Grape pruning topic of class at museum The essentials of propagating and pruning grape vines will be the topic of discussion at the W.H. Over Museum on Saturday, April 7.
The class will be led by Sherry Nygaard of the Buffalo Run Winery, Vermillion. Nygaard and her husband have been working with grapes from a commercial wine-growing perspective for 14 years. They have lots to say about the problems of growing the necessary varieties in South Dakota's cold climate and heavy soils to produce a flavorful grape.
Though most of their grapes are grown in the Viborg area, they have built the winery here in Vermillion along a bluff overlooking the Vermillion River valley.
Nygaard's talk on Saturday is part of the program of the education committee of the W.H. Over Museum. It will be directed at helping people care for their grape vines, especially wild grapes, and will provide information about growing vines as fruit bearing, decorative plants in home gardens.
Though wild grape vines are almost unknown in southeast South Dakota because of their sensitivity to herbicides, they are native plants to the North American continent. Pioneers to this area used wild grapes for food and preserved them as jams, jellies, and juice. Along with wild cherries and plums, grapes provided much needed energy and vitamin C, and added flavor to their diets.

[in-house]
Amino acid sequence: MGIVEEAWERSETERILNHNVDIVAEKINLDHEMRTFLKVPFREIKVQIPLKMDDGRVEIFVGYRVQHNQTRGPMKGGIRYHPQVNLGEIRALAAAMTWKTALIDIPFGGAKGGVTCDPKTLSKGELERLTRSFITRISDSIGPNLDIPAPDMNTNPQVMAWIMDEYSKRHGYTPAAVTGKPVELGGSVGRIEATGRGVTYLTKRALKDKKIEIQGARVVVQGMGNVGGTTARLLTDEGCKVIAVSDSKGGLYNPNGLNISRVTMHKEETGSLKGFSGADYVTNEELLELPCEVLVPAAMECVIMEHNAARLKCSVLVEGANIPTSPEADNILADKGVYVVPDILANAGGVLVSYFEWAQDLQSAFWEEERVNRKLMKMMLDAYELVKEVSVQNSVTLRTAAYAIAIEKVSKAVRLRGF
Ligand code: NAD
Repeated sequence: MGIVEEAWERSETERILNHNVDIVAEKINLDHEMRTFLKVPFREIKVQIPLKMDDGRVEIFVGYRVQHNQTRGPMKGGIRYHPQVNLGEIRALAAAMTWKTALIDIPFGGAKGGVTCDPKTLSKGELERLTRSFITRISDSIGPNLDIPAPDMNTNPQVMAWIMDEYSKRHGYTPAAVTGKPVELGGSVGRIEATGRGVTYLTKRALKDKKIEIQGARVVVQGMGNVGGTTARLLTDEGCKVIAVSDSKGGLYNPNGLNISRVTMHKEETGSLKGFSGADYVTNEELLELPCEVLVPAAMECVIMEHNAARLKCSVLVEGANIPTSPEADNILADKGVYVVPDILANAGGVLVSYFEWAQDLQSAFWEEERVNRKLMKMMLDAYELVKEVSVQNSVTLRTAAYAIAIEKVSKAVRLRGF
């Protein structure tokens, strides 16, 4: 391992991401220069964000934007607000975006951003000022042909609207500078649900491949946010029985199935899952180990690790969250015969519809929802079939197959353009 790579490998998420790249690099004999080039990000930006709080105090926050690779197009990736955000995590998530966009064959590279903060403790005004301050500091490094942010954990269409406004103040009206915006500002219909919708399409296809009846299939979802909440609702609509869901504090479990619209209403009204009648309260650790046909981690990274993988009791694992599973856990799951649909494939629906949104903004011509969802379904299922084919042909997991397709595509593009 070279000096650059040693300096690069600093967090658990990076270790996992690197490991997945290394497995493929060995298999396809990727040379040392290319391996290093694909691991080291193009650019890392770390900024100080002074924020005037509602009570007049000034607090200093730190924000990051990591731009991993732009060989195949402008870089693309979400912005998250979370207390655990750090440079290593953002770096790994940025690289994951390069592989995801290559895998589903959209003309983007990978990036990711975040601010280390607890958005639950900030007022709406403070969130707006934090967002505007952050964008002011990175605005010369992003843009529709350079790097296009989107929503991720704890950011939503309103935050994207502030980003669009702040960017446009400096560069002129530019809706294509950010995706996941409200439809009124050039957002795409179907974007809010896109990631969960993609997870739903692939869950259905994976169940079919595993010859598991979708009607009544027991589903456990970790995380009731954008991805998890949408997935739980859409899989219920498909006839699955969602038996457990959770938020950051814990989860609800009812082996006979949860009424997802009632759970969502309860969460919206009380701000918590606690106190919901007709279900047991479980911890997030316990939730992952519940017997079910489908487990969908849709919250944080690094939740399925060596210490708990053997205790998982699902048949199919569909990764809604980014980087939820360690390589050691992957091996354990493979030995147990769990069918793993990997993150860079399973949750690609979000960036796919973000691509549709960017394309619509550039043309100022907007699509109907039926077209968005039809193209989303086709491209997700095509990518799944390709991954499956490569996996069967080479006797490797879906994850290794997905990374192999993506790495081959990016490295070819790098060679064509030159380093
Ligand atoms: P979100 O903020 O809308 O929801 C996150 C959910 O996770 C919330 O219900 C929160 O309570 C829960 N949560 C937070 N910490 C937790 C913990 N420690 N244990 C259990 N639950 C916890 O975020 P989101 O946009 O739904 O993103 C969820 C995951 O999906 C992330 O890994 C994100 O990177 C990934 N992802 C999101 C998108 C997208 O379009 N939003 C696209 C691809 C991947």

The native people used grapes and other wild fruits as food for centuries before the immigrants from the European continent showed up. They dried and ground the berries for winter eating, combining them with suet and dried meats for a tasty, quick energy food.
Today the American wild grape root is regularly used in the wine making industry because of its hardiness and resistance to disease. In the 20th century the American wild grape saved many European vineyards because of a disease that attacked and destroyed the roots of their prize grapes. Horticulturalists grafted the desired varieties onto the American wild grape roots to overcome the problem.
This Saturday morning at the W.H. Over Museum will be a busy time. Not only will the class, led by Nygaard, explore the requirements for successful grape growing in this area, but also children will be doing their annual pre-Easter basket making project at 9 a.m. At 10 a.m. the annual Easter egg hunt sponsored by the Sertoma Club will take place on the lawn. In case of bad weather, the hunt will be moved inside the museum. For more information, please call the museum, 677-5228.